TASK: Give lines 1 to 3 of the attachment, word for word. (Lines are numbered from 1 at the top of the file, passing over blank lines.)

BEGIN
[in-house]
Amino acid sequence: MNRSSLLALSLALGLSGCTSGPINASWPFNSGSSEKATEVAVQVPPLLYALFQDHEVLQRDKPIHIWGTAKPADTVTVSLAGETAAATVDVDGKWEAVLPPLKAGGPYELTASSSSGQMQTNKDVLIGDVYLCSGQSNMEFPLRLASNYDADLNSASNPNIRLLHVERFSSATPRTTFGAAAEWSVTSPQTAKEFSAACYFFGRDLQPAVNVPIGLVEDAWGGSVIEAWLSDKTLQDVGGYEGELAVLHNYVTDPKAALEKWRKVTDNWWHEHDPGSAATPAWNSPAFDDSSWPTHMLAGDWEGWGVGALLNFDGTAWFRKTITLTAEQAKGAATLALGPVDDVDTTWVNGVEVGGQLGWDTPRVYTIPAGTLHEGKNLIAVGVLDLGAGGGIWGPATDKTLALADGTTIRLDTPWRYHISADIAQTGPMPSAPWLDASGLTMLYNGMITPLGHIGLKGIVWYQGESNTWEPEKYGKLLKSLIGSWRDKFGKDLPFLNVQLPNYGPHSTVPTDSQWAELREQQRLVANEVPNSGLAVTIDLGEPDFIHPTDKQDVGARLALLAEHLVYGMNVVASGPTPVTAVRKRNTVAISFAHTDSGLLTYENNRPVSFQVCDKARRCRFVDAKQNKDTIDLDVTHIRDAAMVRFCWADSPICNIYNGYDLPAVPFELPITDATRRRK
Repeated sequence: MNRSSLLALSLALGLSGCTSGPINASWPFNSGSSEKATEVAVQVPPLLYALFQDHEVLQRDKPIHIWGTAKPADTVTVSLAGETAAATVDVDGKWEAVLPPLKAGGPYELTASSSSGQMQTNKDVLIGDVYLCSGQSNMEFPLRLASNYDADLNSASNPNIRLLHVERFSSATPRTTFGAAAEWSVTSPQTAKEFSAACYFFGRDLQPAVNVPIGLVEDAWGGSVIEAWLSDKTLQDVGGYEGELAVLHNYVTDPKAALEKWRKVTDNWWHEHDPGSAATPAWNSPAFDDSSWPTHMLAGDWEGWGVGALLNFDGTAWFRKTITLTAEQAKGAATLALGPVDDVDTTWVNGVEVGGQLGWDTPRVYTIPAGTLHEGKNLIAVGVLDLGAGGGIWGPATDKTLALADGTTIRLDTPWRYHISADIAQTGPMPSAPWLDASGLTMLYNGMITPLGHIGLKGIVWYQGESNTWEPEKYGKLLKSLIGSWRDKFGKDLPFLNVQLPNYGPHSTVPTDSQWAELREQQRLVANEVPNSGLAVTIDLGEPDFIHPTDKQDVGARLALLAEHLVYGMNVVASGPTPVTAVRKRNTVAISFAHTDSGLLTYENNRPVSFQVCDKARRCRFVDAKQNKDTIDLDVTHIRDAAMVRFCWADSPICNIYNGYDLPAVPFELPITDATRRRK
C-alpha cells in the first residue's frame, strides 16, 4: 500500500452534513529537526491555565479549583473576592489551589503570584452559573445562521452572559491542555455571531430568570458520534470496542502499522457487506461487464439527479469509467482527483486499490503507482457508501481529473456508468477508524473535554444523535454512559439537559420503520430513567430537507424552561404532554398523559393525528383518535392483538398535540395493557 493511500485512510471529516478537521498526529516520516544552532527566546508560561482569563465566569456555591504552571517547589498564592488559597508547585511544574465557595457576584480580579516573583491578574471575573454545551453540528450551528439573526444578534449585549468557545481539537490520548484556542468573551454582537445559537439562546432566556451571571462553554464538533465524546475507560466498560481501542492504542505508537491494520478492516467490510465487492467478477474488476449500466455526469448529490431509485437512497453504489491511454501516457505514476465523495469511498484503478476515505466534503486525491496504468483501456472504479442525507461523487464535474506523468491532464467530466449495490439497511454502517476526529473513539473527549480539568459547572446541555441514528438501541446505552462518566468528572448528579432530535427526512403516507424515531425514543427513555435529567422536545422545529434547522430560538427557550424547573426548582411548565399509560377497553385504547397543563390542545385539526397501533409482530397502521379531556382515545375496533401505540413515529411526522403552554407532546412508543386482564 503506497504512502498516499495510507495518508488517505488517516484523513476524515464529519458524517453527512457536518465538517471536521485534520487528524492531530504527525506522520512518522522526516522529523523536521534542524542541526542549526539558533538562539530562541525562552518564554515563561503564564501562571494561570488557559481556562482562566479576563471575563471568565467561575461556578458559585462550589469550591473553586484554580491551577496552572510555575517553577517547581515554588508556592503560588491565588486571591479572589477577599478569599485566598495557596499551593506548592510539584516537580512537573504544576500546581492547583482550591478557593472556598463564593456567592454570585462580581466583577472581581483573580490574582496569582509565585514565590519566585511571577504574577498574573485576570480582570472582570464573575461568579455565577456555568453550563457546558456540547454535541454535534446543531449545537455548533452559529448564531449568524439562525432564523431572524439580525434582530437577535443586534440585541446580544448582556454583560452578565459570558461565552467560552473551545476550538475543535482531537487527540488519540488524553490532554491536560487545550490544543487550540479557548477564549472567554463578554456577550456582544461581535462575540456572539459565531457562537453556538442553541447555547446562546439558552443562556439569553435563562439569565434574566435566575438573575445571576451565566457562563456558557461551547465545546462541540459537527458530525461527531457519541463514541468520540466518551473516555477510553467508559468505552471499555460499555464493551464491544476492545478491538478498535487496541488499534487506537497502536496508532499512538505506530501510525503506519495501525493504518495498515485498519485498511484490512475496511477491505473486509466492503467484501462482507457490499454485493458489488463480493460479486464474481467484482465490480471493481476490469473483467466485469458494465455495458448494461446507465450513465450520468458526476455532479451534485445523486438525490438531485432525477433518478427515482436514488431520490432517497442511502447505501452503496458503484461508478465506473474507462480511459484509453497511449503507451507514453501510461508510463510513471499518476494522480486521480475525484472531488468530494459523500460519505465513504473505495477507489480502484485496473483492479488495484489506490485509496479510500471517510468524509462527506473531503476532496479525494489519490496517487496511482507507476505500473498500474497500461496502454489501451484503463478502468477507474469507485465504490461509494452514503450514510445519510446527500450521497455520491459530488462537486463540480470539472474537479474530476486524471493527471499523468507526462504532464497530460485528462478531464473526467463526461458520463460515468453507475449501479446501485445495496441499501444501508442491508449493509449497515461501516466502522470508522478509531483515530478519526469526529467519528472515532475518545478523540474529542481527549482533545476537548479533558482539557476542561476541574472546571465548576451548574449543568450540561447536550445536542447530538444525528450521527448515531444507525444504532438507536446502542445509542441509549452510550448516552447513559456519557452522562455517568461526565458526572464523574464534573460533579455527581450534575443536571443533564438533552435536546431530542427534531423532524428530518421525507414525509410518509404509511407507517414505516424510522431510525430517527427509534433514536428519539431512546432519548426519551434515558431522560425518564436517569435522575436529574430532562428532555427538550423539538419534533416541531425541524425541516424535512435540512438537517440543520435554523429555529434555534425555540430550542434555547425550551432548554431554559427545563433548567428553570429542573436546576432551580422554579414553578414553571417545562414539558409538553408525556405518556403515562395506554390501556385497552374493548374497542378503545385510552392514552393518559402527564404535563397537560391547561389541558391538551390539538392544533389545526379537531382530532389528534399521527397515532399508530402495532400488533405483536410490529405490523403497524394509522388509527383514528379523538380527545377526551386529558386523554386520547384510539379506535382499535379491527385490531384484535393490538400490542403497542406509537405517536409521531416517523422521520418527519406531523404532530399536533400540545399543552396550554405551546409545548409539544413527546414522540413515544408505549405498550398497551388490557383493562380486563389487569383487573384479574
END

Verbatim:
[in-house]
Amino acid sequence: MNRSSLLALSLALGLSGCTSGPINASWPFNSGSSEKATEVAVQVPPLLYALFQDHEVLQRDKPIHIWGTAKPADTVTVSLAGETAAATVDVDGKWEAVLPPLKAGGPYELTASSSSGQMQTNKDVLIGDVYLCSGQSNMEFPLRLASNYDADLNSASNPNIRLLHVERFSSATPRTTFGAAAEWSVTSPQTAKEFSAACYFFGRDLQPAVNVPIGLVEDAWGGSVIEAWLSDKTLQDVGGYEGELAVLHNYVTDPKAALEKWRKVTDNWWHEHDPGSAATPAWNSPAFDDSSWPTHMLAGDWEGWGVGALLNFDGTAWFRKTITLTAEQAKGAATLALGPVDDVDTTWVNGVEVGGQLGWDTPRVYTIPAGTLHEGKNLIAVGVLDLGAGGGIWGPATDKTLALADGTTIRLDTPWRYHISADIAQTGPMPSAPWLDASGLTMLYNGMITPLGHIGLKGIVWYQGESNTWEPEKYGKLLKSLIGSWRDKFGKDLPFLNVQLPNYGPHSTVPTDSQWAELREQQRLVANEVPNSGLAVTIDLGEPDFIHPTDKQDVGARLALLAEHLVYGMNVVASGPTPVTAVRKRNTVAISFAHTDSGLLTYENNRPVSFQVCDKARRCRFVDAKQNKDTIDLDVTHIRDAAMVRFCWADSPICNIYNGYDLPAVPFELPITDATRRRK
Repeated sequence: MNRSSLLALSLALGLSGCTSGPINASWPFNSGSSEKATEVAVQVPPLLYALFQDHEVLQRDKPIHIWGTAKPADTVTVSLAGETAAATVDVDGKWEAVLPPLKAGGPYELTASSSSGQMQTNKDVLIGDVYLCSGQSNMEFPLRLASNYDADLNSASNPNIRLLHVERFSSATPRTTFGAAAEWSVTSPQTAKEFSAACYFFGRDLQPAVNVPIGLVEDAWGGSVIEAWLSDKTLQDVGGYEGELAVLHNYVTDPKAALEKWRKVTDNWWHEHDPGSAATPAWNSPAFDDSSWPTHMLAGDWEGWGVGALLNFDGTAWFRKTITLTAEQAKGAATLALGPVDDVDTTWVNGVEVGGQLGWDTPRVYTIPAGTLHEGKNLIAVGVLDLGAGGGIWGPATDKTLALADGTTIRLDTPWRYHISADIAQTGPMPSAPWLDASGLTMLYNGMITPLGHIGLKGIVWYQGESNTWEPEKYGKLLKSLIGSWRDKFGKDLPFLNVQLPNYGPHSTVPTDSQWAELREQQRLVANEVPNSGLAVTIDLGEPDFIHPTDKQDVGARLALLAEHLVYGMNVVASGPTPVTAVRKRNTVAISFAHTDSGLLTYENNRPVSFQVCDKARRCRFVDAKQNKDTIDLDVTHIRDAAMVRFCWADSPICNIYNGYDLPAVPFELPITDATRRRK